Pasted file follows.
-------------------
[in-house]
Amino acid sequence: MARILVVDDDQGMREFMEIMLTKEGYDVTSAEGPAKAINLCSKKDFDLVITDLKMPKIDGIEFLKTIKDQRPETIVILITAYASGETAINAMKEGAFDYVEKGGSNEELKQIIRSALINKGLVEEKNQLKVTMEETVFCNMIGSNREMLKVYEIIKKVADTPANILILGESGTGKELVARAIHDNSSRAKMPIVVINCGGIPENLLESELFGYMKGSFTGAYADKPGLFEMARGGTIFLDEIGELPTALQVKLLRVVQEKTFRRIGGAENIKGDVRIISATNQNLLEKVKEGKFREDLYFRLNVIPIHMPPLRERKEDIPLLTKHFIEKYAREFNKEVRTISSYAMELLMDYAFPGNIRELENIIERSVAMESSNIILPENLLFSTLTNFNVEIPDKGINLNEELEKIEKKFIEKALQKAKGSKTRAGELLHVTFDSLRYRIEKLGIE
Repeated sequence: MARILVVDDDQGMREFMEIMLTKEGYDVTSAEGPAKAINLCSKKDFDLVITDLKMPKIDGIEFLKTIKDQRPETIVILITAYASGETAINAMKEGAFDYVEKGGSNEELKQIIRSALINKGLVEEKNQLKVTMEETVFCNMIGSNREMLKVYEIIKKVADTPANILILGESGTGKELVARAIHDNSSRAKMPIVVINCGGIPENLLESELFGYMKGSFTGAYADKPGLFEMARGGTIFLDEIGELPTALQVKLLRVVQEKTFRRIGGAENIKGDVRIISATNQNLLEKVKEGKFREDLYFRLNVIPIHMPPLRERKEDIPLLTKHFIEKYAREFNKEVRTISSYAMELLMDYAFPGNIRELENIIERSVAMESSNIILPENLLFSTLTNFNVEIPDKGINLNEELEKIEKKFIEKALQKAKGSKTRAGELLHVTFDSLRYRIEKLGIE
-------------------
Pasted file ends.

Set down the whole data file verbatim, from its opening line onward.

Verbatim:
[in-house]
Amino acid sequence: MARILVVDDDQGMREFMEIMLTKEGYDVTSAEGPAKAINLCSKKDFDLVITDLKMPKIDGIEFLKTIKDQRPETIVILITAYASGETAINAMKEGAFDYVEKGGSNEELKQIIRSALINKGLVEEKNQLKVTMEETVFCNMIGSNREMLKVYEIIKKVADTPANILILGESGTGKELVARAIHDNSSRAKMPIVVINCGGIPENLLESELFGYMKGSFTGAYADKPGLFEMARGGTIFLDEIGELPTALQVKLLRVVQEKTFRRIGGAENIKGDVRIISATNQNLLEKVKEGKFREDLYFRLNVIPIHMPPLRERKEDIPLLTKHFIEKYAREFNKEVRTISSYAMELLMDYAFPGNIRELENIIERSVAMESSNIILPENLLFSTLTNFNVEIPDKGINLNEELEKIEKKFIEKALQKAKGSKTRAGELLHVTFDSLRYRIEKLGIE
Repeated sequence: MARILVVDDDQGMREFMEIMLTKEGYDVTSAEGPAKAINLCSKKDFDLVITDLKMPKIDGIEFLKTIKDQRPETIVILITAYASGETAINAMKEGAFDYVEKGGSNEELKQIIRSALINKGLVEEKNQLKVTMEETVFCNMIGSNREMLKVYEIIKKVADTPANILILGESGTGKELVARAIHDNSSRAKMPIVVINCGGIPENLLESELFGYMKGSFTGAYADKPGLFEMARGGTIFLDEIGELPTALQVKLLRVVQEKTFRRIGGAENIKGDVRIISATNQNLLEKVKEGKFREDLYFRLNVIPIHMPPLRERKEDIPLLTKHFIEKYAREFNKEVRTISSYAMELLMDYAFPGNIRELENIIERSVAMESSNIILPENLLFSTLTNFNVEIPDKGINLNEELEKIEKKFIEKALQKAKGSKTRAGELLHVTFDSLRYRIEKLGIE